When using an independent contractor in your business, you have to make sure that the person really is an independent contractor. An independent contractor by definition, is self-directed, defines how the project will proceed, brings their own tools, can derive profit or loss from their relationship with you, can sub-contract out further, does not work solely for you and carries risk involved with their work.
While an employee on the other hand, generally works solely for you, are fully directed in the work they are going to complete, works the days and hours you direct, are paid a wage, are not able to derive profit or loss from their relationship with you, work in your workplace using your tools, bear no risk for the work they complete and represents your business.
Differing tests for differing areas of the law are complex when it comes to contracting. The tests utilised by the different agencies for PAYG, as opposed to Super, as opposed to Payroll Tax, are slightly different. That is why there is no blanket answer for how to define whether your worker is a contractor or employee. It all depends on the situation. You may be more protected if your contractor is a Pty Ltd company, but even then, the situation can be involved.
Where there are certainly major risks is when the worker is an individual, is working only for you and you are directing their work – like an office worker, or where their work includes physical labour (this can be working like a tradie or mental/artistic work like a designer). In these cases you need to look carefully at implications such as superannuation which you probably should be paying. Speak to your accountant for advice, but don’t wait till you have a claim at your doorstep.
That is why so many people use CIRCLE Recruitment & HR, in regards to workers, because an on-hired worker offers you all the perks of a contractor, but your contracting relationship is with us, not the worker. We are a true independent contractor; we don’t work only for you, we advise you when our worker is available, we can derive profit or loss, from our relationship with you (very little profit of course), we can sub-contract out further (by replacing your worker at any time), and we are a Pty Ltd company. For your part, you can increase the hours your worker works, decrease the hours, change worker, stop the worker with one hours notice, pay only on the hours the person works: this is called an ‘on-hired’ employment arrangement and you carry no risks, because we are the independent contractor and we employ the workers.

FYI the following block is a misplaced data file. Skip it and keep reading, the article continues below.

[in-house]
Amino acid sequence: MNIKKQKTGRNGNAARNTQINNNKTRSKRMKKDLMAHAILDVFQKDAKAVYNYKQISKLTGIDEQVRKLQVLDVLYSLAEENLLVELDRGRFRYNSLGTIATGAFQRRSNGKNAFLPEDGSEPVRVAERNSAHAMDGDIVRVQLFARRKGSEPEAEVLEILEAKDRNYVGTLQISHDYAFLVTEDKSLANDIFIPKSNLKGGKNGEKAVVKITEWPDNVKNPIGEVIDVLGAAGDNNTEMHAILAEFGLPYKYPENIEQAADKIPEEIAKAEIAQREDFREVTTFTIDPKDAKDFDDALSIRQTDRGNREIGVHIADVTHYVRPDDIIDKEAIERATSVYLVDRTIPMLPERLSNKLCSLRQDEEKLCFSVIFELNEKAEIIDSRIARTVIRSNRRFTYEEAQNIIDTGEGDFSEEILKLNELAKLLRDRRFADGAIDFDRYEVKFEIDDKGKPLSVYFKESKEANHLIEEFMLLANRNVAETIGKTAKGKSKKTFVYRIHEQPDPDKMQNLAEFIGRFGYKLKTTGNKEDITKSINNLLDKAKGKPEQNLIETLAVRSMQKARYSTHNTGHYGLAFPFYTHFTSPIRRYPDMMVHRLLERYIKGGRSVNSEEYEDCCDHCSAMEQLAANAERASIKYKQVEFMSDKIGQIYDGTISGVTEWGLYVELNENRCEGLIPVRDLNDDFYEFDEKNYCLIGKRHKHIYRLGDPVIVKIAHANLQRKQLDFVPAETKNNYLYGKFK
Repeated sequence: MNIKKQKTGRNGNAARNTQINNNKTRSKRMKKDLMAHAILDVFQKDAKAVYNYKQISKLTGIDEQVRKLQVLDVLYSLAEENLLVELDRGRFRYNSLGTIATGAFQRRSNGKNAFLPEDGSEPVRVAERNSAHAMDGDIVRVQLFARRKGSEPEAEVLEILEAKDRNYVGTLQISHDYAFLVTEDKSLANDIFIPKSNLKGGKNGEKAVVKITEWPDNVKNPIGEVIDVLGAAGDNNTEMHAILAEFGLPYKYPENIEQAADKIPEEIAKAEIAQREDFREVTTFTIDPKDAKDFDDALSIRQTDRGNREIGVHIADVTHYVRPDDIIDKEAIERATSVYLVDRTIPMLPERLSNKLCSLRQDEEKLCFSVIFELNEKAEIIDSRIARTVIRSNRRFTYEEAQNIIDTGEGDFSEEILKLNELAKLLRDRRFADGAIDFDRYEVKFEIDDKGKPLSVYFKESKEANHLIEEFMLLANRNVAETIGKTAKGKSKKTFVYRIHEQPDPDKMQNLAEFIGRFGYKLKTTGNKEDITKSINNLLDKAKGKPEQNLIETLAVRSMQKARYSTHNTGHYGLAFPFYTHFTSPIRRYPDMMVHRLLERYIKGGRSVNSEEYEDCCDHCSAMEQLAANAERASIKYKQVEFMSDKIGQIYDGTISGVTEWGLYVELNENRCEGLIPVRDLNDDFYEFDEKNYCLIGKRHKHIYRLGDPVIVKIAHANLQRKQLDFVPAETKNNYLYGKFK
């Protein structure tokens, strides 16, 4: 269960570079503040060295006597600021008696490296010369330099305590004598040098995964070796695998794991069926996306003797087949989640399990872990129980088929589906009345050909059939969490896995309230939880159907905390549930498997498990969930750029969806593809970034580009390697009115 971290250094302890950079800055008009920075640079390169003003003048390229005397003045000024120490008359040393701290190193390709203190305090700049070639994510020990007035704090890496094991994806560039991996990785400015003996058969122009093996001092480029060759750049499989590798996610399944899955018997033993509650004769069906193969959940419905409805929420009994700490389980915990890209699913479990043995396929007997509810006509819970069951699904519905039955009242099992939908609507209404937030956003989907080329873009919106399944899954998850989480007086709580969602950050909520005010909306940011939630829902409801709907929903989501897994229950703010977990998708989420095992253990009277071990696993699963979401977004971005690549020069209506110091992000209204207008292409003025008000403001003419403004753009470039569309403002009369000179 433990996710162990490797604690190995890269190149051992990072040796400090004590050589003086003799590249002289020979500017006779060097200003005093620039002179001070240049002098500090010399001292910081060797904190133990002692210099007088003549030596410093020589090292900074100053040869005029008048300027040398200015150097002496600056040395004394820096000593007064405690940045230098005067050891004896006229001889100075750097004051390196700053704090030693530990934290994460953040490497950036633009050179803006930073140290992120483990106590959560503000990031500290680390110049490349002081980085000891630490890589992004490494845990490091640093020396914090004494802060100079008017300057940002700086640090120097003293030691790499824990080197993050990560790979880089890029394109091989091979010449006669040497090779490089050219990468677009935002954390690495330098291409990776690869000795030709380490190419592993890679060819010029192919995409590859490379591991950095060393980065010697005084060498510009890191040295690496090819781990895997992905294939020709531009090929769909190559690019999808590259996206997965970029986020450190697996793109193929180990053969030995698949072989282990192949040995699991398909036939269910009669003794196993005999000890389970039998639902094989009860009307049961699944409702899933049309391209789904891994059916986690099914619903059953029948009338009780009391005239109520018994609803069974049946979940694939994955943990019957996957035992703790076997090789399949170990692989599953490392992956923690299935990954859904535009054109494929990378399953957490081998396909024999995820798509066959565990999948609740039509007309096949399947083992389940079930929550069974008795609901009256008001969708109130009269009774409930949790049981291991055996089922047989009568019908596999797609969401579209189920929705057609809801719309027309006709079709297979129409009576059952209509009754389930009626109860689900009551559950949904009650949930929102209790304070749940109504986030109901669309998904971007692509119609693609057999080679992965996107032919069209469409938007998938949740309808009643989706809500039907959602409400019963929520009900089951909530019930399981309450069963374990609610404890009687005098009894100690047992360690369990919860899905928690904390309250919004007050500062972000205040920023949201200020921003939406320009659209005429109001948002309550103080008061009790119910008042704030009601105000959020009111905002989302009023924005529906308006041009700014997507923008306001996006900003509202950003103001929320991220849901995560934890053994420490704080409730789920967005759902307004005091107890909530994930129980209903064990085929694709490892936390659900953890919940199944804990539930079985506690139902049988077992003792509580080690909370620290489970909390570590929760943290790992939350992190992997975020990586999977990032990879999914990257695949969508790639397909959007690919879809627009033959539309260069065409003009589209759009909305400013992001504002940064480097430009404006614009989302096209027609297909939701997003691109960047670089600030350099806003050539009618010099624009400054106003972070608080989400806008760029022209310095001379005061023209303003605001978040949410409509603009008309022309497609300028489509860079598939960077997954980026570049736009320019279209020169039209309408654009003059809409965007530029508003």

There is one area we share risk with you and that is Work Health and Safety. This is because under the law, while we are the employer, you are classed as a PCBU – Person carrying on a Business or Undertaking and the law recognises independent contractors as ‘workers’. Therefore we both have a duty of care to the worker and we work collaboratively with our clients to manage WHS risk. We do this by involving our clients in a WHS checklist, that we complete on site and assisting them to utilise our HR division for the creation of general Work Health and Safety Policies as well as creating a safe workplace.
We really are a one stop Employment Shop: True independent contractor, able to supply white collar workers and assist you to build your compliance in the only area of risk you hold!
Important Note: These articles have been prepared for general circulation and are circulated for general informational purposes only; these articles should not be regarded as business or investment advice. The articles represent the views of the writers and are subject to change without notice. Additionally, while every care has been taken in the preparation of the articles no representation or warranty as to accuracy or completeness of any statement is given. An individual or organisation should, before any business or investment decision is made, consider the appropriateness of the information in this document, and seek professional advice, having regard to objectives, situation and needs. This document is solely for the use of the party to whom it is provided.